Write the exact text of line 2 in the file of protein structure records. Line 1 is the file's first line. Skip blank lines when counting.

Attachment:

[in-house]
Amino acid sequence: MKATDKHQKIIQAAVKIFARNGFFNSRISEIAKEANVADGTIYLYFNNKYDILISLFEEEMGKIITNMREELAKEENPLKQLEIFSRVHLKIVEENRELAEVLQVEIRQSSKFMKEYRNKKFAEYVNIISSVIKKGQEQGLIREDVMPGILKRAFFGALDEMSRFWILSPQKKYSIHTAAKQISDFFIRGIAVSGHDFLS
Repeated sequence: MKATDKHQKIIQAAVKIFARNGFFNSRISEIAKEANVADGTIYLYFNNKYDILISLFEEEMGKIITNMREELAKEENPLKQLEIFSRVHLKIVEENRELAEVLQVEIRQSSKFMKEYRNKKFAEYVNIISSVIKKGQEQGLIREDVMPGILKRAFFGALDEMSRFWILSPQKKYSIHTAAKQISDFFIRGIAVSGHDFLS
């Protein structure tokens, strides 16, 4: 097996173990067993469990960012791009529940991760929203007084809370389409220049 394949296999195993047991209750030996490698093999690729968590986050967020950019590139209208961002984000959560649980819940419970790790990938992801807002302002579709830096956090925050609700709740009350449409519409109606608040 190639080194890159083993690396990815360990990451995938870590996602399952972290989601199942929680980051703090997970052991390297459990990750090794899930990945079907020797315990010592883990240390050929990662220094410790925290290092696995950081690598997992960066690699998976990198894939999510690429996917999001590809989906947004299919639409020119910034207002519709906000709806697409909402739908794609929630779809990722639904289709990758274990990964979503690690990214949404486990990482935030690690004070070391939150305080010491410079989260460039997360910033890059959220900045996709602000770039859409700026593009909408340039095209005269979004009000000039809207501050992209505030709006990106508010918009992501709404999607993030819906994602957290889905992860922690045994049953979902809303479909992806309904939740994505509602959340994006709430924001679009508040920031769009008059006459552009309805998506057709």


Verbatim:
Amino acid sequence: MKATDKHQKIIQAAVKIFARNGFFNSRISEIAKEANVADGTIYLYFNNKYDILISLFEEEMGKIITNMREELAKEENPLKQLEIFSRVHLKIVEENRELAEVLQVEIRQSSKFMKEYRNKKFAEYVNIISSVIKKGQEQGLIREDVMPGILKRAFFGALDEMSRFWILSPQKKYSIHTAAKQISDFFIRGIAVSGHDFLS